The next exhibit, ‘Windows to the Sky’ in July, featured the works of 17 contemporary Nepali artists spanning various mediums—from painting to printmaking, drawing, sculpture and mixed media.
In August, the gallery put-out its first solo exhibition by Duwal, titled ‘The Stranger Is A Friend’. The charcoal and oil paintings poignantly depicted the artists reflections on everyday life within her Bhaktapur community.
Reflecting on it, Duwal shared, “The solo show was a very rewarding experience, allowing me to shape my ideas and engage with diverse viewers. It provided insights into growth as an artist.” She acknowledged the gallery’s significant role in her artistic development.
The current exhibition by Maharjan will be on display until November 11.
Looking ahead, Takpa Gallery has an exciting lineup of projects—with plans for both solo and group exhibitions. Additionally, the gallery aims to collaborate with artists and institutions focused on various social issues. In late November, they will host an exhibition in collaboration with the World Bank Nepal and the Himalayan Art Initiative, centred around themes of gender-based violence, equality and inclusion.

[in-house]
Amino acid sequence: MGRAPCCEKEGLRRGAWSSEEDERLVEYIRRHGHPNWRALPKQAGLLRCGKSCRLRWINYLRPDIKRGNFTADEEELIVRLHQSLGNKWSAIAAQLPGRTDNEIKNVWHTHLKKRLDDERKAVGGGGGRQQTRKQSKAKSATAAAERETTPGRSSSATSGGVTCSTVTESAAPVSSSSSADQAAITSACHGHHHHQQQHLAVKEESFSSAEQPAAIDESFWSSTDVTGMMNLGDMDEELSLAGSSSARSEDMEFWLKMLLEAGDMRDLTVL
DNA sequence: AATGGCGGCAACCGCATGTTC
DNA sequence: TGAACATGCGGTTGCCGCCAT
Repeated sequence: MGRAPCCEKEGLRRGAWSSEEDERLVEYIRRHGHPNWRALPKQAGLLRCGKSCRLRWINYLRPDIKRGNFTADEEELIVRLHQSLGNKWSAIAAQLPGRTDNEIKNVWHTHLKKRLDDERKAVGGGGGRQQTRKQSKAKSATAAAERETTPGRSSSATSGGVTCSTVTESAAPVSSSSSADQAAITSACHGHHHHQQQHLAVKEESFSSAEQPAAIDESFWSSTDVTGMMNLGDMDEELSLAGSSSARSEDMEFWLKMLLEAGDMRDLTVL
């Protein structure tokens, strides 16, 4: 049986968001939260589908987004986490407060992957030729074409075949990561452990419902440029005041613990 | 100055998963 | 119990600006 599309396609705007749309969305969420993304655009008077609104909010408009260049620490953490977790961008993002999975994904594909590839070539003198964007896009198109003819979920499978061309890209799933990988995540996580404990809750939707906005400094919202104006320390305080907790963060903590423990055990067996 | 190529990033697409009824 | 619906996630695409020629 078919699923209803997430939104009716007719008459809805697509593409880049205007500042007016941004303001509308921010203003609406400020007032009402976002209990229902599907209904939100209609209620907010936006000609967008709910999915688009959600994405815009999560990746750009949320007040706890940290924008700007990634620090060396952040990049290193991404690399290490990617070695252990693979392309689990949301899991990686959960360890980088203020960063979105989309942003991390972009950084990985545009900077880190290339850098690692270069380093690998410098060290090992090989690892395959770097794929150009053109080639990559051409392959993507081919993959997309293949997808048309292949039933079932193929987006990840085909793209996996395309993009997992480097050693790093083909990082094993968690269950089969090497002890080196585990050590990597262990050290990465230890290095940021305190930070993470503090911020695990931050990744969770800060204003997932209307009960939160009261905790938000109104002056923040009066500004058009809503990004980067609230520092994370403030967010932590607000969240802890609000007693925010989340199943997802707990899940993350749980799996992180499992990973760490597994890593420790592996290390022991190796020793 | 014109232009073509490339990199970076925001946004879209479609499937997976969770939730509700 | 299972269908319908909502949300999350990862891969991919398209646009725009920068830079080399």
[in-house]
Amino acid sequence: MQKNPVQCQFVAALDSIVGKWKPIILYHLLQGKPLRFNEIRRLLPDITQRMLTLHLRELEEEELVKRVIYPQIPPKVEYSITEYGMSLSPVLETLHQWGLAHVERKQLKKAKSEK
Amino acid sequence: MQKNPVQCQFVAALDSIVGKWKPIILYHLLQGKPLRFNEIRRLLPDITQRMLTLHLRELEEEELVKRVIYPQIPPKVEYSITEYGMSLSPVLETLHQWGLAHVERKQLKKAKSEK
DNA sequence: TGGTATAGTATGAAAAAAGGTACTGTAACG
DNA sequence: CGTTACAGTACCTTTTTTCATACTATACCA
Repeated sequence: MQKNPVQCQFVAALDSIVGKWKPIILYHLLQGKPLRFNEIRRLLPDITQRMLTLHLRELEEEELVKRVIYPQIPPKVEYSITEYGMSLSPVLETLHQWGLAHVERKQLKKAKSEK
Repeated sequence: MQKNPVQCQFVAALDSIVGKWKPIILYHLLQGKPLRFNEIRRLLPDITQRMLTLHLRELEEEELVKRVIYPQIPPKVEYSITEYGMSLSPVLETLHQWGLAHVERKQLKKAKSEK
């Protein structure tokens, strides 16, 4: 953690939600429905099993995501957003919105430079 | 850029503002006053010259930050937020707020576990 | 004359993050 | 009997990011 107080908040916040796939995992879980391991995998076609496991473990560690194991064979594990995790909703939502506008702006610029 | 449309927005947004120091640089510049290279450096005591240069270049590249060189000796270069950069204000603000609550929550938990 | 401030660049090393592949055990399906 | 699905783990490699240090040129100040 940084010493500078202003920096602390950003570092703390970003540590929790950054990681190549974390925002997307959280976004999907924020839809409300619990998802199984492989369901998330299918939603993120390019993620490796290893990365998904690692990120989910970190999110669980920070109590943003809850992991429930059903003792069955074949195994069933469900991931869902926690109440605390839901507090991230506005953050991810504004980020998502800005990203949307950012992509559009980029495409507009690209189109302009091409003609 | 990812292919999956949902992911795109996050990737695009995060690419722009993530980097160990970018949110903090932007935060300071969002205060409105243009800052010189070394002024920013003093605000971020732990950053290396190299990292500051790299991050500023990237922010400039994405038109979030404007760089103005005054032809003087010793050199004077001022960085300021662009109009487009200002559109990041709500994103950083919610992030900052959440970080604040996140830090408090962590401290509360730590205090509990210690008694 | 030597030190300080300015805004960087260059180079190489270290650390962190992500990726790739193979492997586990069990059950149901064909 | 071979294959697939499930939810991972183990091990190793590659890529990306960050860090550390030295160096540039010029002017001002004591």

More than just an art space, Takpa Gallery serves as a sanctuary for diverse Himalayan voices. It champions emerging artists, providing a nurturing environment for their unique stories and perspectives. According to Duwal, a spokesperson for the gallery, “By embracing diversity and inclusion in art, the gallery lays a solid foundation for the next generation of Nepali artists.”
Its unwavering commitment is to support distinctive Nepali voices and offer a platform for artists exploring a wide array of ideas, mediums, and social contexts. Duwal stated that the team will support artistic diversity, encouraging meaningful conversations, inspiring collaborations and nurturing the creative potential of the Himalayan region in the future too.